Diary of a Russian Wife


Booking an Apartment in Moscow

What to consider as the start of a journey: a flight, or your first day in the city of destination?

Our trip to Moscow started with a pretty enjoyable flight. The plane was half-empty, and I was able to lay down across 3 seats and got some sleep.

But our first day in Moscow was just terrible.

Last month I had several failed attempts to find a hotel that would be (1) close to the center of Moscow, (2) had reasonable prices (under $150 per night), (3) had good reviews on the Internet and (4) was available from October 27th to November 3rd.

Instead, I've booked the "Jasper Suite", a 2 room apartment located on Novy Arbat, 22: http://www.allrussiahotels.com/apartment/moscow/jasper.html.

Well, now I know: if you want your trip to be surprise-free, go to a hotel.

Our plane has arrived about 1 hour early, and passport control and receiving luggage took less time than expected. Our check-in time was scheduled for 12:30 pm, but we arrived at the apartment building at 11 am. If we were in a hotel, we could leave our suitcases in a storage and go for a walk or do something. Here, we had to sit and wait. I called a manager and asked whether it is possible for a company's representative to come earlier to let us in, but received polite but firm answer that their representative will come by 12:30 as agreed.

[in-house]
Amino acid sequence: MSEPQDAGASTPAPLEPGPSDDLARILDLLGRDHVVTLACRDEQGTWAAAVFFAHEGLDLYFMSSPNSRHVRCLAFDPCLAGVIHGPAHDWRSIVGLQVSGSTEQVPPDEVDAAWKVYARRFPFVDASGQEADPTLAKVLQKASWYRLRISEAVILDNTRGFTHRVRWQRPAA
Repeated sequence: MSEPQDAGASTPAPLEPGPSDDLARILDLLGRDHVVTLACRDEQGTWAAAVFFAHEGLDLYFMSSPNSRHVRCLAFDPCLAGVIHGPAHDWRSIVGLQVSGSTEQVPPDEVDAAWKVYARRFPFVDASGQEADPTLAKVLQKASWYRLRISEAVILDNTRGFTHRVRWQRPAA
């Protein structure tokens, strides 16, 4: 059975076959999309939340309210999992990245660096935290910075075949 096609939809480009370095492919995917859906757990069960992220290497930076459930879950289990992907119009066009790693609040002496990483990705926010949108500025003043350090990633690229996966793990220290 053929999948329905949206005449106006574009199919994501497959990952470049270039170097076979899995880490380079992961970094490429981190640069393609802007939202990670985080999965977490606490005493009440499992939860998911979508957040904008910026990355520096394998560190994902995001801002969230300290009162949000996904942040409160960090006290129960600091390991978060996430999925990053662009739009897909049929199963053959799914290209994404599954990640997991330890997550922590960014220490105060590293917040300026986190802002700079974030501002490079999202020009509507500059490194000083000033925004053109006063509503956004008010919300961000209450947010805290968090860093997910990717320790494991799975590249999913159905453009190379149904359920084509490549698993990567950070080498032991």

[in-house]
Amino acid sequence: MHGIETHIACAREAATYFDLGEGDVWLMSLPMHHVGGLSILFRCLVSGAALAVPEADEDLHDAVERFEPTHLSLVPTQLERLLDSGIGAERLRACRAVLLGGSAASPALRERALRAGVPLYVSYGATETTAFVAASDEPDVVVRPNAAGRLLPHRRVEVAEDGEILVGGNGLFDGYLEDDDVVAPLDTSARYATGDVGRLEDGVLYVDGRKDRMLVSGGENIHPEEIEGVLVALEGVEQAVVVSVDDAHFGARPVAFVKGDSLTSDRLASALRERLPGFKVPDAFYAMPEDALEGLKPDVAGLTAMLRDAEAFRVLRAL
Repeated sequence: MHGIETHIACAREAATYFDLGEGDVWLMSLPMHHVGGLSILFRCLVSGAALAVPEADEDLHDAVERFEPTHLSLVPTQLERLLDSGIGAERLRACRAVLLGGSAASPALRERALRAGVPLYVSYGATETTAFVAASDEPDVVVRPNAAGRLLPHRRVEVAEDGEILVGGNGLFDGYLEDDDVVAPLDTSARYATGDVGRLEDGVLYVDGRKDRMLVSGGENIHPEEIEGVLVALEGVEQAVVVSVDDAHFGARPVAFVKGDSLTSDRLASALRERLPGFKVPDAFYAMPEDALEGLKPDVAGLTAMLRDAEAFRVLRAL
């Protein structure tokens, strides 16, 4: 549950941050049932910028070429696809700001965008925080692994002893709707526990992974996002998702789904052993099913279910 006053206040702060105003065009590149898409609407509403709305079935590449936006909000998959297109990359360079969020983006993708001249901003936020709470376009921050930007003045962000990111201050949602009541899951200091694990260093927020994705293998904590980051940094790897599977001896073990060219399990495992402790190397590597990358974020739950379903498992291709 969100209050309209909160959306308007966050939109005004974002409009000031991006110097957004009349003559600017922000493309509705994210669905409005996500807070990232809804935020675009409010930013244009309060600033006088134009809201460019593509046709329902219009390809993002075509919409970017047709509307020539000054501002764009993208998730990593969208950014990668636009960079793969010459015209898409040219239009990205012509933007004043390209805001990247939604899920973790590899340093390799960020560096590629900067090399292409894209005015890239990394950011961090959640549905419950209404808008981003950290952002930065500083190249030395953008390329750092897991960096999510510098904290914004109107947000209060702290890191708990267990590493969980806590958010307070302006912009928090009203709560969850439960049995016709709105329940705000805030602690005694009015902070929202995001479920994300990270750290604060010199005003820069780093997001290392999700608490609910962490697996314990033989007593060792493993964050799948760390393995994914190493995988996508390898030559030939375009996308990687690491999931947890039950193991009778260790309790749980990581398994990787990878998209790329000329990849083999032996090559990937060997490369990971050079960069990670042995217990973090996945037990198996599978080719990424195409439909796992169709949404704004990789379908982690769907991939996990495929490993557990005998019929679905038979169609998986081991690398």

At 12:30 their representative has arrived, but... she had the wrong key.

She apologized, made numerous calls, sent numerous SMS trying to reach someone from management. What a mess. Finally, she told us that in 30 minutes a cleaning lady will bring a spare key.

In an hour, at 1:30, another girl has come. She had a big bag of keys. It looked like she had keys from all apartments in Moscow... except our apartment. Yes, I am not kidding - she didn't have the key to our apartment. So, it started all over again - phone calls, SMS to management and apologies. In a meantime, the first lady left because she had other tourists to meet (good luck to them). The second girl said that she has to go too and that some other guy will bring us a key shortly. I said that I won't let her go until the damn apartment is open. She has put me on the phone with her manager, and the manager said that she will come herself, in 30 minutes.

When someone in Moscow tells you "30 minutes", multiply it by 2. In a hour, the manager has come. Surprisingly, she had the key! The key has fit into the whole, but didn't turn. The manager got on the phone and asked someone how to operate it. After 10 minutes of watching her fighting with the lock, the door was finally open.

So, here we are: extremely tired, jet-lagged and stressed out.


Booking a Hotel in Russia

In my worst nightmare I couldn't image how challenging it would be to book a hotel in Russia.